Perhaps I’m at a turning point in life. I feel secure in my spiritual life. It’s not something that comes and goes; there is no struggle to maintain a spiritual outlook despite living in the Canadian cities again. I can safely mingle with the material world without it dragging back into its oblivion. There is actually nothing spiritually negative about the material world, it’s the distraction it causes, making us oblivious to our true nature; bringing our awareness up to the surface of things and making us think that “image is everything” (as one young man recently pointed out to me). As long as we can maintain awareness of that true nature then matter is just another extension of consciousness; a power, or a means for consciousness to express itself.
Anyways, you get my point. I’ve done nothing, yet people are amazed. I have nothing, yet people a jealous and want what I have. Everything I have is inside of me; I can offer with my words and my presence; but what people take from this has little to do with me. I don’t take it personally: neither the praise nor the criticism. Whatever they get from me was already there inside the person; it didn’t really come from me. At best, I’m a signpost; at worse I’m a distraction.
In any case, lets go back to 2007 when I found myself buried in debt and facing a work lay-off with a Canadian winter quickly approaching. I thought about several options: wintering in the back country, throwing away whatever I had left on a week or two in Cuba, living out of my car and perhaps heading to the southern USA. At some point I decided on Cuba and actually made it all the way to the travel agency before suddenly changing my mind for India in the moments I waited for the agent to get off the phone.
I had already managed an Indian restaurant, loosely followed Buddhism, and had dreamt of going to Asia, so, why not? I gave myself five weeks to prepare. These days, five weeks preparation for a trip would feel like a lifetime, but for my first really foreign travel it seemed like an insanely short timeline.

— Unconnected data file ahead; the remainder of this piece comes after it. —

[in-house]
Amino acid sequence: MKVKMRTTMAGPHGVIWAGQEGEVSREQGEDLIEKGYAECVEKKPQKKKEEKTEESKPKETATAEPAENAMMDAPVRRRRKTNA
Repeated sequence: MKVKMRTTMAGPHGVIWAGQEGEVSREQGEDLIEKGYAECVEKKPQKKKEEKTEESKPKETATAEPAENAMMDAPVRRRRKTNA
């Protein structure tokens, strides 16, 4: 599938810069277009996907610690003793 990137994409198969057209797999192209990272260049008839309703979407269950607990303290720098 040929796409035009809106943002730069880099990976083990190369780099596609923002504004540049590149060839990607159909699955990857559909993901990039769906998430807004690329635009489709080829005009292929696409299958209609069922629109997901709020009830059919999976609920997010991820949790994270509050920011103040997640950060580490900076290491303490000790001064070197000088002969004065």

Anyways, I was fed up with Canadian culture and society, and I certainly felt like I had more to offer than the physical effort of my construction job. The romance I was involved in was completely dysfunctional from the very beginning, and the truth is that I didn’t know either what I wanted, or what I had to give. Life was pretty much lived without vision. I was mostly too exhausted from work and worry that I didn‘t even have a concept of awareness. Chronic pain was still a serious issue for me then. At the time, I felt more like a passive agent only able to react to what life threw at me. But I can see how it all arose from me. It helped me to forge this sense of personal identity that I am now projecting onto the page and use daily in subtle ways to fulfill all my material and social ambitions. Life is not actually as complex as we make it out to be: our egos are useful in the material world; even the most out of balance ego completes its task. Like children, we don’t have to worry about the many things mother is taking care of, yet we do worry all the time.
So, off I went to India in 2007. It really did blow my mind. It shattered my dreams and made me realize just how small my vision of myself was compared to what it could be (or compared to who I really am). How small was my vision of life?
“When a yogi walks; behind him is nothing, before him is the infinite.”
How often do we hear people say, “I’m only human,” and then insist on their free will? Can we choose for ourselves or can’t we? Are we free or are we bound? Are we personally responsible, or are our actions the result fixed laws of the universe?
Thank god Indian logic allows us to accept both propositions. We are free. We are bound. We are free, but due to incorrect knowledge, we have, as it seems, chosen to be bound. Too much freedom can be a dangerous thing.
Sometimes we think about those people we once loved but who are long gone from our lives. I wrote this letter during a Mercury retrograde in the spring or early summer of 2015 when I was staying neat Kasar Devi, India. Perhaps, if I would have had an internet connection where I was staying, I would have sent this letter to it’s inspiration in the spontaneity of the moment, but several days passed before I walked up the mountain and by then I had lost my nerve. I never did find the required nerve, but recently, as I sat in the boat too many miles from shore, my memory once more turned back to those lost loves and this letter I’d written in the spring. Of course, I once more thought to send it, but as I searched for an e-mail address to send it too I came across some fresh wedding pictures and lost my nerve once again. In any case, it’s written with such sincerity and touches on some grand themes that have been guiding my life for so long that I feel it should be shared with whoever feels to read it. I doubt if there is anyone who can guess who I wrote it to (and that’s just as well); it’s really just a letter to my past self.